One of the most significant barriers to integration of Arab-Israeli women into the job market, as well as greater involvement in the public arena, is transportation. Bus service from Arab villages in the north of Israel is sporadic at best

Catching a ride with a stranger is also a non-starter. A survey conducted by researchers at the Technion – Israel Institute of Technology with 117 women from 10 communities in the northern part of the country found that most participants said that, for personal security concerns, they would only feel comfortable traveling with drivers with whom they are familiar.

To address both these concerns, the Technion’s Transportation Research Institute and Kayan, a feminist nonprofit organization, have developed Safarcon (Arabic for “your travels”), a new ridesharing application built specifically for women in the Arab-Israeli sector. Safarcon has the support of the Office of the Chief Scientist at the Ministry of Transportation.

The Arabic-language Safarcon is free to users; it connects drivers with passengers who need to reach the same destination.

The Safarcon app connects drivers and passengers in Israel’s Arab villages. Photo courtesy of Technion Spokesperson’s Office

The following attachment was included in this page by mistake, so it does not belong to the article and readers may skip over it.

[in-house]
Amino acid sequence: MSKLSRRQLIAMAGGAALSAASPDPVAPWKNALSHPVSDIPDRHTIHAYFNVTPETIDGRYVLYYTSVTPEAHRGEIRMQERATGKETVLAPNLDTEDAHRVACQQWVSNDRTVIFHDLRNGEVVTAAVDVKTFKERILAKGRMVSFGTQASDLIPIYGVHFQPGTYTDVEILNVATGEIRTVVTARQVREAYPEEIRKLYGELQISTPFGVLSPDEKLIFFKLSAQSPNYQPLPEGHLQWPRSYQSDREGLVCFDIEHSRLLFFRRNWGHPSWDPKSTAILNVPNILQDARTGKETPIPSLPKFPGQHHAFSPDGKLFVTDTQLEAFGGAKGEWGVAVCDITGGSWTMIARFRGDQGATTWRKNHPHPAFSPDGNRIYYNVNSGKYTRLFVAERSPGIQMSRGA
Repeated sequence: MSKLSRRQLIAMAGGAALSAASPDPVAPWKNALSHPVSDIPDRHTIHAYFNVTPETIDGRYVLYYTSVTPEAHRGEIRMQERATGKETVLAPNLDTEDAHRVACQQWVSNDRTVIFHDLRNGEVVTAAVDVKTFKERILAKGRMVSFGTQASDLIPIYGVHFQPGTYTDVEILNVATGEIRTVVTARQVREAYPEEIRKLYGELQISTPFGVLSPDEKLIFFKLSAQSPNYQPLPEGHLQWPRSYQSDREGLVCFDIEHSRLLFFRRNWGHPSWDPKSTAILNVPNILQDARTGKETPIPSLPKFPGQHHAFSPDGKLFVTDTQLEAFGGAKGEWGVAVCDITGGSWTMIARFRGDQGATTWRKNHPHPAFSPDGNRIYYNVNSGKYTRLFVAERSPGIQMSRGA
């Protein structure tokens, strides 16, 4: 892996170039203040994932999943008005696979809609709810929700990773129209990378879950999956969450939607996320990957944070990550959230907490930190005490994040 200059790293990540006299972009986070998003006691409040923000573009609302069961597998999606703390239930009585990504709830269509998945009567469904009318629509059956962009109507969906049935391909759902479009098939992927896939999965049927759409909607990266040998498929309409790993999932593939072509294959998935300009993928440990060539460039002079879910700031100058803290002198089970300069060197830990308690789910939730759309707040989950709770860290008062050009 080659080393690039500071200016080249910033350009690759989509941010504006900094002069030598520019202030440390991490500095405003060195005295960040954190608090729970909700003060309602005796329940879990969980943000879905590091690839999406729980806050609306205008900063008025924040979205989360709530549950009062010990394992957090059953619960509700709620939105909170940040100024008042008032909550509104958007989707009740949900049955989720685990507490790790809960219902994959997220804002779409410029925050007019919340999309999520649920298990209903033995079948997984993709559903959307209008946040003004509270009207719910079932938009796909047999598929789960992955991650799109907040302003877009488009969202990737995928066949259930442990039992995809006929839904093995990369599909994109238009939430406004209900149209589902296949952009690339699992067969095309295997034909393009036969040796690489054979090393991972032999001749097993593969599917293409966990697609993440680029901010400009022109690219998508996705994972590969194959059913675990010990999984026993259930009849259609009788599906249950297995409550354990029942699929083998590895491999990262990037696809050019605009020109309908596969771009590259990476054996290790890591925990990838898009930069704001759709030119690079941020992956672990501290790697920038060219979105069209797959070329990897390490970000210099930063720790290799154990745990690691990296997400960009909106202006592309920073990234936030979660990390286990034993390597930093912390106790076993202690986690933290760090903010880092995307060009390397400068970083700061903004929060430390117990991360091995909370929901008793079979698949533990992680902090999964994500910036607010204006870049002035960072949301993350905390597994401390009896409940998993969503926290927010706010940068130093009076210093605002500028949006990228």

Ninety-eight percent of women in Israel’s Arab villages have access to a smartphone, the researchers point outed, and 73 percent have a driver’s license.

“While the app is also available for men, its main goal is to increase transport mobility among women,” emphasized Prof. Yoram Shiftan of the Technion, who led the development.

The app’s team included Dr. Robert Ishaq and Ebtihal Shety at the Technion’s Faculty of Civil and Environmental Engineering, and Rafah Anabtawi and Mona Mahajneh of Kayan.

“The problem of accessibility to public transportation is considered one of the most significant barriers that women face,” Anabtawi said. “This application, which was designed according to the needs of Arab women, [takes] into account gender and cultural sensitivity [and] may provide a solution, if only partial, to the inter-locality and inter-city mobility limitations.”